Three more men have been arrested in connection with the seizure of cocaine, worth €157 million, from a bulk carrier ship off the coast of Cork.

It brings the total number of men detained in connection with the seizure to six.

The drugs, which weighed 2.2 tonnes, were recovered from the MV Matthew ship which was seized in a military operation, making it the largest seizure by weight in the history of the State.

The 25 crew members of the MV Matthew ship are being interviewed by gardaí.

The ship is being searched and forensically examined in the port of Cork.

Assistant Commissioner Justin Kelly said the drugs came from the South American cocaine cartels.

He said a number of organised crime groups in Ireland and in the UK and Europe, with direct links to South America, came together to source and divide up the drugs.

"There's no large shipment like this coming into our ports or transiting our country without an Irish criminal group involved," the Assistant Commissioner said.

Director General Operations Revenue and Customs Gerry Harrahill, Assistant Garda Commissioner Justin Kelly and Fleet Operations Commander of the Irish Naval Service Tony Geraghty
Revenue and Customs' Gerry Harrahill, Assistant Commissioner Justin Kelly, and the Navy's Tony Geraghty

The Fleet Commander for the Irish Naval Service described the seizure of the boat as an extremely complex military operation.

Commander Tony Geraghty said the impounding of the vessel was made more difficult by the poor weather and trying to predict the actions of the criminal gangs.

The Naval Service fired warning shots during the operation, he said, because the merchant ship refused to follow instructions and an escalated use of force was used.

The ship is 190m long with an exceptionally high free board, he said, so it would have been very hard to get on board.

However, the commander said that had the weather been better they would have been able to launch a boarding party.

Instead, conditions dictated the necessity to call in the Army Ranger Wing, who fast roped onto the ship.

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The Director General of Revenue and Customs’ Operations said provisions in the Customs Act 2015 were used for the first time to appoint Defence Forces personnel as customs officers to go on board and secure the vessel.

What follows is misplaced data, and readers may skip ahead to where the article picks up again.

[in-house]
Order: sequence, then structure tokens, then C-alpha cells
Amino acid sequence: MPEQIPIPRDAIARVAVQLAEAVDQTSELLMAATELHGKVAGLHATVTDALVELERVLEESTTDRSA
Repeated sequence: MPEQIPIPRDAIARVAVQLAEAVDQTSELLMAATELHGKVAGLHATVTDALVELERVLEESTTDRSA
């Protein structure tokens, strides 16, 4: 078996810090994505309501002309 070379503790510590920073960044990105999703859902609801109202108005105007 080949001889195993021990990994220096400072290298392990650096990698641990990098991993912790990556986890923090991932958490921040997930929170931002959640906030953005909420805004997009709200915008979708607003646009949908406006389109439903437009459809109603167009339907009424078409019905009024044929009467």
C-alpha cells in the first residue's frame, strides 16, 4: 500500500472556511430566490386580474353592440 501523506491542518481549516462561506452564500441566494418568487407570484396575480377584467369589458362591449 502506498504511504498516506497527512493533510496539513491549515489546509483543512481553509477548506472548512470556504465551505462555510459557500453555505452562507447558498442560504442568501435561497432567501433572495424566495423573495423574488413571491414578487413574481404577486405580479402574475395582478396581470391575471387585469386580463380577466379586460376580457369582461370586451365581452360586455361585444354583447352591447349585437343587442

Gerry Harrahill said appointed customs officers can board a vessel at sea but because of the weather conditions and the movements of the ship, customs were not equipped to board.

The ship did not comply and he said it became obvious that force was required.

"Our legislation provided for it," he said, "It was the first time we had to use it."

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The Army Rangers were appointed customs officers in less than an hour and seized the ship.

Assistant Commissioner Kelly also described the operation as " a significant disruption for criminal groups" who would have lost " significant money".

"This is a huge hit for the people involved in this," he said.

"It sends a message that Ireland isn't an easy place to import drugs in to and that we will be relentless and determined to disrupt and dismantle criminal gangs."

Taoiseach Leo Varadkar praised the "phenomenal work" of the agencies involved in the operation.

"I want to commend the phenomenal work done by the gardaí, done by the Defence Forces and also the Revenue Customs service interdicting a vessel off Wexford," he said.

Speaking in the Dáil, Mr Varadkar that the seizure "may be the biggest interdiction of illegal drugs in Irish history".

MV Matthew was detained after it was taken by force by armed Defence Forces personnel and gardaí